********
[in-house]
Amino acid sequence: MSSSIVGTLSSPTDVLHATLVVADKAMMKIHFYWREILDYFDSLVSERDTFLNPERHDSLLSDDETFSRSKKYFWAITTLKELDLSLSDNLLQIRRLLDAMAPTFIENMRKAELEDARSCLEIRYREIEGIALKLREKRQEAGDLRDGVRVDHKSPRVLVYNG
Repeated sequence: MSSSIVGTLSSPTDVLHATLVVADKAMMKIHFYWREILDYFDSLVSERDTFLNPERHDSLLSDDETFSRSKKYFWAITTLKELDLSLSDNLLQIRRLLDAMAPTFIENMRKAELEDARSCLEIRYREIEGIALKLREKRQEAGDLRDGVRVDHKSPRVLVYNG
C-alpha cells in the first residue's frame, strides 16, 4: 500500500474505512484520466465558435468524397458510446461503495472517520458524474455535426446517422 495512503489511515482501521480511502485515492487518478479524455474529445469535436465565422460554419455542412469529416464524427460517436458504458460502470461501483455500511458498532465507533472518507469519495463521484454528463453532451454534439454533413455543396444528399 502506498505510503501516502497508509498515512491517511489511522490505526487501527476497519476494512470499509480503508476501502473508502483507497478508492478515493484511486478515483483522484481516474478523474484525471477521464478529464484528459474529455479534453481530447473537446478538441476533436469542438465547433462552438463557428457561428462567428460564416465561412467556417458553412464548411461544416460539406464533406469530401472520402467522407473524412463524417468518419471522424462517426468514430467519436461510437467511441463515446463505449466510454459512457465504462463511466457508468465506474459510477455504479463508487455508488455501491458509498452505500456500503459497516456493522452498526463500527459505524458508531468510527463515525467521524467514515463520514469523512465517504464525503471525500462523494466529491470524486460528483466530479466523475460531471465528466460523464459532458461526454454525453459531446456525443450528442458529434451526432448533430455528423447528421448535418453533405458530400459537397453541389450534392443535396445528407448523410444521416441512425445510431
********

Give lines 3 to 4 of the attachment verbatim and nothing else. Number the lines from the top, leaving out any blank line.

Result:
Repeated sequence: MSSSIVGTLSSPTDVLHATLVVADKAMMKIHFYWREILDYFDSLVSERDTFLNPERHDSLLSDDETFSRSKKYFWAITTLKELDLSLSDNLLQIRRLLDAMAPTFIENMRKAELEDARSCLEIRYREIEGIALKLREKRQEAGDLRDGVRVDHKSPRVLVYNG
C-alpha cells in the first residue's frame, strides 16, 4: 500500500474505512484520466465558435468524397458510446461503495472517520458524474455535426446517422 495512503489511515482501521480511502485515492487518478479524455474529445469535436465565422460554419455542412469529416464524427460517436458504458460502470461501483455500511458498532465507533472518507469519495463521484454528463453532451454534439454533413455543396444528399 502506498505510503501516502497508509498515512491517511489511522490505526487501527476497519476494512470499509480503508476501502473508502483507497478508492478515493484511486478515483483522484481516474478523474484525471477521464478529464484528459474529455479534453481530447473537446478538441476533436469542438465547433462552438463557428457561428462567428460564416465561412467556417458553412464548411461544416460539406464533406469530401472520402467522407473524412463524417468518419471522424462517426468514430467519436461510437467511441463515446463505449466510454459512457465504462463511466457508468465506474459510477455504479463508487455508488455501491458509498452505500456500503459497516456493522452498526463500527459505524458508531468510527463515525467521524467514515463520514469523512465517504464525503471525500462523494466529491470524486460528483466530479466523475460531471465528466460523464459532458461526454454525453459531446456525443450528442458529434451526432448533430455528423447528421448535418453533405458530400459537397453541389450534392443535396445528407448523410444521416441512425445510431